Ever wonder what products work best for a nasty bug bite, a cut from shaving or an allergic reaction?
We asked the experts what they keep on their own shelves at home, items that are easy to find and don’t cost a lot of money.
“There are so many things that are good to have in our homes,” said Deanna Wolfe, registered nurse and trauma services coordinator at Ogden Regional Medical Center. “Chewable baby aspirin is a must for anyone over 50 or who has heart disease — as chewing aspirin if you have chest pain is known to reduce heart damage.”
According to an article in the April edition of Consumer Reports on Health, aspirin is a blood thinner, so it prevents blood clotting formation. If you think you are having a heart attack, call 911, unlock your door and chew four 81-milligram tablets or one 325-milligram tablet while you wait for help.
Here are some other suggestions from Wolfe and Tami Timothy, specialty services manager at Lakeview Hospital.
• Baking soda
No toothpaste in the house? Wet your toothbrush and dab on a little baking soda. Baking soda also neutralizes battery acid spillage from exploded batteries in toys and flashlights, Wolfe said.
“It has been said that vinegar, baking soda and Dawn dish soap are the only cleaners you need in your household, and they are biodegradable and do not hurt the environment,” Wolfe said.
Timothy said it’s always wise to have pain relievers and fever reducers on hand, such as ibuprofen and acetaminophen. Other medications to keep handy include those for heartburn, allergies, diarrhea, nausea, inflammation, cuts and fungus.
“It’s very important to remember that if you take medicine on a daily basis, be sure you have enough on hand to last at least a week,” she said. “If you have pets, keep an extra supply of medicines your pet takes on a regular basis, along with a copy of their shot records, and keep all medications in a waterproof container.”
• Meat tenderizer
It’s great for removing venom and the sting from wasps and bees, Wolfe said. Make a little paste with meat tenderizer and water, and apply to the sting.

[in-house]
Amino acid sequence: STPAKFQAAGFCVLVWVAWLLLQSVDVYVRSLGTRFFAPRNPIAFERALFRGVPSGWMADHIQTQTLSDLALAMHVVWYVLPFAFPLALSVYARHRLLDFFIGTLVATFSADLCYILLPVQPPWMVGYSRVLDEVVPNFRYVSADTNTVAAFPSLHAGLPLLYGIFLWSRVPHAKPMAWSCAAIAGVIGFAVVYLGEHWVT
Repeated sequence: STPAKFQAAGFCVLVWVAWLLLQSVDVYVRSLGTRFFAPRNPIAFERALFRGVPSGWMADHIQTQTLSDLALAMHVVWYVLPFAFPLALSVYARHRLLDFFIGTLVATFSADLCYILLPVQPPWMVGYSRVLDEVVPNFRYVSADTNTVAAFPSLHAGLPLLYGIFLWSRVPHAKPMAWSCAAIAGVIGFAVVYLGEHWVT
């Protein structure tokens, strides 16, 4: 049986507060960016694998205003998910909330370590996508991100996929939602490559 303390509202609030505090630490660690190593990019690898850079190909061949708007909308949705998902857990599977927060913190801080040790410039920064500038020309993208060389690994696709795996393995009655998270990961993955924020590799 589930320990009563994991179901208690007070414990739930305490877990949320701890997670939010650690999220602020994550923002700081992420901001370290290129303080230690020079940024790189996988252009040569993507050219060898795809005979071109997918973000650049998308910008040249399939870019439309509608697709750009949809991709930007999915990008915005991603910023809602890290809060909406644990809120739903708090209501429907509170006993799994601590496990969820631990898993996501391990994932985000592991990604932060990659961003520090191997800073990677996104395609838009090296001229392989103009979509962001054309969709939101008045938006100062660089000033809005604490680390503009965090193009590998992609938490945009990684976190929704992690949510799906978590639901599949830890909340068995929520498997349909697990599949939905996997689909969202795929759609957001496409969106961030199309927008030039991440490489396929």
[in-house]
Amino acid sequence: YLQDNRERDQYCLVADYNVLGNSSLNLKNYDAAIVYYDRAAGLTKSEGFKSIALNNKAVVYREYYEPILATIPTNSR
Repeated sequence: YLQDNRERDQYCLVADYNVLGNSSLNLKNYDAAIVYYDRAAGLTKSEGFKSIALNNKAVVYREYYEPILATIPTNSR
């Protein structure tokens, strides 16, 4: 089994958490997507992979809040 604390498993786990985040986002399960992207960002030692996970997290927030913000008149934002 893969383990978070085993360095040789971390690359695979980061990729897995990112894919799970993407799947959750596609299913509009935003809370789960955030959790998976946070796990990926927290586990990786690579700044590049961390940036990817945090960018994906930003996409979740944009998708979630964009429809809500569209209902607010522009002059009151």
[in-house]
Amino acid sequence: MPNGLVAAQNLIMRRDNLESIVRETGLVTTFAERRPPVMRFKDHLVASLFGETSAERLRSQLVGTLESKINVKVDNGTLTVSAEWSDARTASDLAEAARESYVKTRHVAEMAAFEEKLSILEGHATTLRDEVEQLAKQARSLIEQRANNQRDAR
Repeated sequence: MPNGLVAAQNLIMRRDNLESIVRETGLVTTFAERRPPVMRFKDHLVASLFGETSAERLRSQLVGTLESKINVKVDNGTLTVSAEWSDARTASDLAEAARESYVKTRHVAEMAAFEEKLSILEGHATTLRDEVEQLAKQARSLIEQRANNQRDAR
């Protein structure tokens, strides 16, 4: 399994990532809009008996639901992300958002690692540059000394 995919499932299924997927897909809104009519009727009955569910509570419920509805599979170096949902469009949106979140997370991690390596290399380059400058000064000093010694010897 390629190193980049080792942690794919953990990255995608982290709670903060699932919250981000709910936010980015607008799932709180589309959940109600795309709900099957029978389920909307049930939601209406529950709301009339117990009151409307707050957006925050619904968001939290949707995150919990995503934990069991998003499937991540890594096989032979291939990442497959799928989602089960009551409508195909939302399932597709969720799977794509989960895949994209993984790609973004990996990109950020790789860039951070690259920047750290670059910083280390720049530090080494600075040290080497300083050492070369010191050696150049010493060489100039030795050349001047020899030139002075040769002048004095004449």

• Hydrogen peroxide
This is great if you have dogs who eat things they shouldn’t, Wolfe said. Give them the appropriate dose, and it will make them give you the items back, she said. However, it should only be used for dangerous ingestions and a veterinarian should be consulted for the proper dose.
• Vinegar and rubbing alcohol
Mixed together, it cleans windows and doesn’t hurt the environment, Wolfe said. Witch hazel can also relieve the discomfort of painful hemorrhoids and can also be used to relieve stinging and swelling from bug bites. In addition, distilled white vinegar can take the itch out of a bug bite and can be mixed with baking soda to be used as a nontoxic cleaner.
• Plain petroleum jelly
Consumer Reports on Health toxicologist Urvashi Rangan said it’s a great natural remedy for rashes and dry skin. It’s also less likely to irritate sensitive skin over moisturizers that have multiple ingredients.
• Frozen peas
Having aches and pains? A bag of frozen peas can serve as a great ice pack, and it’s inexpensive, Wolfe said.
• Cigarette rolling paper
According to Consumer Reports, these papers can stop the bleeding from shaving cuts.
• First aid kit
This should include disinfectants, adhesive bandages, medical tape, thermometer, scissors, tweezers, Q-tips, soap, flashlight and various medications for pain, allergies and gastrointestinal problems. For a full list, go to redcross.org.